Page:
We spent two days in the mountain town of Takayama. It is a charming place, touristy of course, but authentic. I suppose it has about 50,000 people, the size of Corvallis, but they have spring and fall planting and harvest festivals with huge ancient floats and 300,000 people show up. Fall color was just magnificent. I discovered to my delight that the wood block printed, stuffed fabric folk toys I have been looking for all over Japan are made there. This is the garden of the ryokan where we stayed, seen from our second floor room.
Today we took the train back down the mountain to Nagoya. We managed to get ourselves to Arimatsu, the home of the finest shibori in Japan. It is located along the Tokaido, the old road from Tokyo to Kyoto. The old merchants buildings still line the streets.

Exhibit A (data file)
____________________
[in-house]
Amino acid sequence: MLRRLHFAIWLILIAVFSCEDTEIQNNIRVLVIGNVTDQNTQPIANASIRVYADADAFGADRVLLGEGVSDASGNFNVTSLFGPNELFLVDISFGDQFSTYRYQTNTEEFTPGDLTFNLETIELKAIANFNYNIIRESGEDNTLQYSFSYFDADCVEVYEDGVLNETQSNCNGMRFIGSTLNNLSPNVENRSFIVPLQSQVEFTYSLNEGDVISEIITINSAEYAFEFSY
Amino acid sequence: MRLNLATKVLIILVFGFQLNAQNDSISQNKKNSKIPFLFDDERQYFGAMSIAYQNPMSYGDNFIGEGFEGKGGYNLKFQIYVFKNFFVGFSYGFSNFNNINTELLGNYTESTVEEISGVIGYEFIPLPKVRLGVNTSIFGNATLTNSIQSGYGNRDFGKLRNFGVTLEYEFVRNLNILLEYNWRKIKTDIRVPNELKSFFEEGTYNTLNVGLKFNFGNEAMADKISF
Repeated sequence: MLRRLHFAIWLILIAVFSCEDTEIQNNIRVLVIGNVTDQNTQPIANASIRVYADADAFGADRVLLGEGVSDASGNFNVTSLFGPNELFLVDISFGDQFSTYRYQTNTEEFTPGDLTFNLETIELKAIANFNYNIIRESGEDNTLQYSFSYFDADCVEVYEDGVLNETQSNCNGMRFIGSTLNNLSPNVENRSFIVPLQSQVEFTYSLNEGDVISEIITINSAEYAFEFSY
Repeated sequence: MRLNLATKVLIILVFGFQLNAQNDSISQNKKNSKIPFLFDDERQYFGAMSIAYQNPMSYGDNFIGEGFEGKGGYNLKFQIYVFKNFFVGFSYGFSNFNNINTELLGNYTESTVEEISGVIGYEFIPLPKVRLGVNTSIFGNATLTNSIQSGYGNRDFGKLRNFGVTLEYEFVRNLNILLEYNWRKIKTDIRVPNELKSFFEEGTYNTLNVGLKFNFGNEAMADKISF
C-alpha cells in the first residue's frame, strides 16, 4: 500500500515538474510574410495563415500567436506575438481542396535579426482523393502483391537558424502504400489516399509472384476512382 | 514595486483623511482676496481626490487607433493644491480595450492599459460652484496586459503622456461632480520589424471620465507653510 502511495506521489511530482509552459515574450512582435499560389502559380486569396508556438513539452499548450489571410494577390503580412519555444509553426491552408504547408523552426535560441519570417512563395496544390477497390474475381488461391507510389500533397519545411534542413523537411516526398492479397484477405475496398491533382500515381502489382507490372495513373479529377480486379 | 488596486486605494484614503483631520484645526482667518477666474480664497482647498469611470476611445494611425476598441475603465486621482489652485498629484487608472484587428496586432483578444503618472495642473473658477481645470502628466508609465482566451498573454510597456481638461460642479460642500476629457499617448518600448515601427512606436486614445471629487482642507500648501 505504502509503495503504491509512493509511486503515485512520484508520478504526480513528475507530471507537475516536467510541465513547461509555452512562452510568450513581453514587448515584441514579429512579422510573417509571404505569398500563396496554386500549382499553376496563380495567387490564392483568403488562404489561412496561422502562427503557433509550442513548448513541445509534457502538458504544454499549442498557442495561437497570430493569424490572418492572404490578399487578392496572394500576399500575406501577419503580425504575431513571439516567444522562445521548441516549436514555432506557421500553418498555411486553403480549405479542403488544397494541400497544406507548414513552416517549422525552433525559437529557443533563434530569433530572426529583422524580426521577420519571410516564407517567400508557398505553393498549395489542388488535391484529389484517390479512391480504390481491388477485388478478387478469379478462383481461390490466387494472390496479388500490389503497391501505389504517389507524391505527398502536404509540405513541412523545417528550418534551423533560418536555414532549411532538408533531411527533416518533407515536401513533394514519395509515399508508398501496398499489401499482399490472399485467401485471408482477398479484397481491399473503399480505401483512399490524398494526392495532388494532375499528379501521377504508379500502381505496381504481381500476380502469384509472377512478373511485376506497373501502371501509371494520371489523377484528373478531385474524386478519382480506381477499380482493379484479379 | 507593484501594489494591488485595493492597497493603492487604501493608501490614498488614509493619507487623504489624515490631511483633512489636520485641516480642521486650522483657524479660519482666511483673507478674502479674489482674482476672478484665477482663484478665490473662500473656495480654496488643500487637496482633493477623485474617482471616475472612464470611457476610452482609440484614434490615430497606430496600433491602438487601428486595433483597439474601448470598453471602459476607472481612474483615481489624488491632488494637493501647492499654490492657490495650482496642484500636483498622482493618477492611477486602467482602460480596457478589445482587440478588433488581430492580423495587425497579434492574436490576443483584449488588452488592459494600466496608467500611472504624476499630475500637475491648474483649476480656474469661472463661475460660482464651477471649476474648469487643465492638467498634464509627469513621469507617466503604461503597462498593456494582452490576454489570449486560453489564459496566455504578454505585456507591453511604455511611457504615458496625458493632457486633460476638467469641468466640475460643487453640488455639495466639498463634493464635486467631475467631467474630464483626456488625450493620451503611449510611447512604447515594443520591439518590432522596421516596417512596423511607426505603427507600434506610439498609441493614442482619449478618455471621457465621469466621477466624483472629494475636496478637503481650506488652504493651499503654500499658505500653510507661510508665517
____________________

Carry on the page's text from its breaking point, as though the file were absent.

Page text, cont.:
How about this elegant noren!
Business is down these days I suppose, and they outsource some work to China, as in all the kimono industry, but you could shop till you drop easily enough in the shops there. I did not want to buy a whole bolt of anything, and the space left in my suitcase is really tiny after five weeks of travel and shopping and all the gifts people give you. My quilts took up a lot of our luggage allotment too, so I restrained myself (pretty much).
There is a nice small museum. There were 50's era posters with kimonos like the antique ones I buy to take apart and resell, and a delightful old lady demonstrating hemp leaf pattern wrapping.
They were moderately impressed with the old nui (embroidered) shibori kimono I remade as a jacket.
Two more days of train travel and we leave for home. Thanks for following along with me. I will keep you up to date with new posts on current projects and Japanese textiles in general.